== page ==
The lion crept around the stone altar, and he and it stared at each other.

Philip’s muscle augments made him fast, but not as fast as a Polyglot lion. But these animals hunted in packs, not alone. This one might be an outcast. Gray and very thin, it had been reduced to eating bread. Possibly it was being hunted by its own kind, as the old often were. Slowly Philip moved away from the door and, just as slowly, reached for the gun at his waist.

He didn’t need it. As soon as the doorway was clear, the lion streaked through it, carrying away the bread. Philip darted back outside to watch it disappear into tall grass.

Tara was still there.

She wouldn’t come into the temple. Both she and the lion had agitated Philip; never had he felt less like meditating. But that’s what meditation was for: to calm agitation. Although ever since that day five years ago, he had aimed at so much more.

He knelt on a faded cushion. The temple, its walls ornamented with unskillful drawings of various gods, had been built by late-arriving settlers who’d spent all their money getting to Polyglot, which was why they now occupied such a leftover, poor island. The temple was made of foamcast, cheap and durable. The treasured golden Shiva brought from Earth had been stolen almost immediately, and a local artisan had carved one of wood brought from a distant forest. This had sat on the stone altar for a hundred years, flanked by dim, bacteria-generated electric lights instead of candles. Like the lights, Hinduism on Polyglot had evolved in ways that no pujari would recognize, although followers still left offerings of bread, berries, and flowers. The heavy, pungent odor of yellow thlek blooms filled the temple.

Philip was not Hindu. He went to whatever place of worship existed wherever his work for the perpetually underfunded Polyglot International Environmental Service took him. As long as the place of worship was quiet, he could indulge his own peculiar religious practice, which had also evolved in the last five years.

Most people on the Eight Worlds were Rationalist, that dry substitute for the human impulse toward the sublime. Religion, Philip had realized long ago, provided two things: comfort through the unseen and a sense of community. Denial of all “superstition” negated both. The Rationalists had sought to remedy that problem by founding a movement with “services” consisting mostly of scientific information, along with the social events, charity endeavors, and solidarity once provided by churches, temples, mosques, covens, synagogues. The Rationalists were a great success, flourishing even on Polyglot, where older forms of worship also existed.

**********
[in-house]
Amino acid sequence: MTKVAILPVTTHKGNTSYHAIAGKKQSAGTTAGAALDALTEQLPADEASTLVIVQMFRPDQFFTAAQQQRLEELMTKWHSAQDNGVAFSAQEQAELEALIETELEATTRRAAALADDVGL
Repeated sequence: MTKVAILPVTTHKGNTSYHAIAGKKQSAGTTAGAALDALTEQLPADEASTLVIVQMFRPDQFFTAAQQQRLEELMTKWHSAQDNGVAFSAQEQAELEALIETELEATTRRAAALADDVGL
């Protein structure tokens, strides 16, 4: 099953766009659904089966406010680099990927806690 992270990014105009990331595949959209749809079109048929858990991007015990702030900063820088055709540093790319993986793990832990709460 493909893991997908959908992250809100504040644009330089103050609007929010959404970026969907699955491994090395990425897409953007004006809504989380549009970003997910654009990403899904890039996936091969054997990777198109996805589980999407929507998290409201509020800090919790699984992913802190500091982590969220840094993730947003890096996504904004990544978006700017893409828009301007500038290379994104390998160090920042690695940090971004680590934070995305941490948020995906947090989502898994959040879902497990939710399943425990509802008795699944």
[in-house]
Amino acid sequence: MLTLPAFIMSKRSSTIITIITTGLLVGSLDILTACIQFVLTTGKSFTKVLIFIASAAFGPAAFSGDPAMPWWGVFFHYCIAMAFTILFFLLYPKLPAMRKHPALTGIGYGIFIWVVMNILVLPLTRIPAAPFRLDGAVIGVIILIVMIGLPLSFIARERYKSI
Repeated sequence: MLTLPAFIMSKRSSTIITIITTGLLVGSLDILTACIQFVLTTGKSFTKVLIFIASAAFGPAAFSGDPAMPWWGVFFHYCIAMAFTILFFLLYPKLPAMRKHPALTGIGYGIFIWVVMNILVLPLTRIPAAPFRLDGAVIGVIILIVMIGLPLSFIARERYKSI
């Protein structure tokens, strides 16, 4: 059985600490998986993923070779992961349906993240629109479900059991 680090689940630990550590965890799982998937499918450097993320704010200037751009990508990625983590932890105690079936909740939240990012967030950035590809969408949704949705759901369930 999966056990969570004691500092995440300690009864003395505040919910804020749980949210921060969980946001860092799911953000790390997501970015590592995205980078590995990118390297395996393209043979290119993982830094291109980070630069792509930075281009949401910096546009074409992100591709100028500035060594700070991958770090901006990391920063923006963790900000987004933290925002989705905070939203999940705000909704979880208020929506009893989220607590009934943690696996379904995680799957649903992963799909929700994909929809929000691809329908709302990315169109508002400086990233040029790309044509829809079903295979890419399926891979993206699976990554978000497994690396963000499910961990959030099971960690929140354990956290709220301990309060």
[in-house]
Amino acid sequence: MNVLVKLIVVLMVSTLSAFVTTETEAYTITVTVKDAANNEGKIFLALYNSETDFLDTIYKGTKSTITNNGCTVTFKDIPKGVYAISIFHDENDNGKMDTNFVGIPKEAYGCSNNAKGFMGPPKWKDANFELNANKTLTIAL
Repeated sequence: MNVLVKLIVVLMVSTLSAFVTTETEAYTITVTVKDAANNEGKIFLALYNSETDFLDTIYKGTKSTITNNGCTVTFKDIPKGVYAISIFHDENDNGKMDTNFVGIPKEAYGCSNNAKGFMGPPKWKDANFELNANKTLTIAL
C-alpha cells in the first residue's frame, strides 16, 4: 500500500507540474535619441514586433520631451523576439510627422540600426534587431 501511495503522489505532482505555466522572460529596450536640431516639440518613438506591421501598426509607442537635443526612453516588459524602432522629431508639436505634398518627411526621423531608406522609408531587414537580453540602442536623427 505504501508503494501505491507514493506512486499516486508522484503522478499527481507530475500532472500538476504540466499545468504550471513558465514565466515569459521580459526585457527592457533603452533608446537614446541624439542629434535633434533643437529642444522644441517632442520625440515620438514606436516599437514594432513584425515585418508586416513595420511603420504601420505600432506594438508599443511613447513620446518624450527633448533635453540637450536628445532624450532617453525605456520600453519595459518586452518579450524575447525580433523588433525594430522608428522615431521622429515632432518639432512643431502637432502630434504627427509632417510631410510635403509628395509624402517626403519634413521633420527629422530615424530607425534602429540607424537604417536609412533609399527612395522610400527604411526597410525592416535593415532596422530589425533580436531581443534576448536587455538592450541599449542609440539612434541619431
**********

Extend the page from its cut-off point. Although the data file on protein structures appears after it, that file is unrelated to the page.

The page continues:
Philip had never liked Rationalist services. He appreciated science, of course; his training was in biology. But Rationalism lacked passion. In addition, he could never shake the idea, unproven but powerful in his mind, that there were other valid ways of perceiving and experiencing the universe. So he had tried Buddhism, Hinduism, Druidism, charismatic Catholicism—anything he could find. None of it satisfied him, although he did learn to meditate deeply.

Then, five years ago, it had happened, and not while he was meditating.

There were no words for “it,” and Philip had stopped trying to find them after his stumbling explanations evoked only pity, or dismissal, or scorn. He couldn’t even find words to clarify it to himself.

He knew all the biological explanations: meditation redirected blood flow in the brain away from areas that perceived bodily boundaries, resulting in “out-of-body sensations.” Neuron-firing disturbances in the limbic produced religious hallucinations. He knew the psychological explanations: wish-fulfillment, sensory delusions, anxiety alleviation. He knew the philosophy: logic was one way of perceiving the world, but is it arrogant to assume it is the only way?

He knew what had happened to him.

No, he didn’t know that—he knew only that something had happened, something as real and grounded as the cushion under him now. He had been in New Chengdu on assignment for the Environmental Service, walking by the Ocean of Aromatic Waters, named by the first inhabitants of the island. The waters might have been aromatic once, but this morning they smelled of dead fish washed up by a storm. Philip, barefoot, had just finished meditating and was thinking vaguely about lunch. All at once ocean, fish, and his own body disappeared. He was somewhere else, somewhere without form and possibly without substance, and in the presence of something calm, majestic, and so multiple that he could discern nothing individual, only a great whole of which he was now a part, as vast number of colors make up white light. He was somewhere definite in the universe, but he didn’t know where. Time did not exist, yet when Philip returned to his body, dusk had fallen and Polyglot’s two moons cast silvery paths on a calm, dark sea.

He’d sunk down to the sand and tried to go back to wherever he’d just been. He couldn’t. Ever since that day, he’d been trying to go back, so that he could understand what he’d touched. He’d never succeeded, and the master meditators he’d talked to had all tried to correct him: If he’d attained satori, there wouldn’t have been other presences, nor a sense of physical place.

The masters were wrong. What Philip had experienced was just as real as this shabby Hindu temple, as the ache developing in his neck, as the planet turning under him. He would reach it again, maybe today.

And if he couldn’t, he could at least stay here until Tara gave up and went home.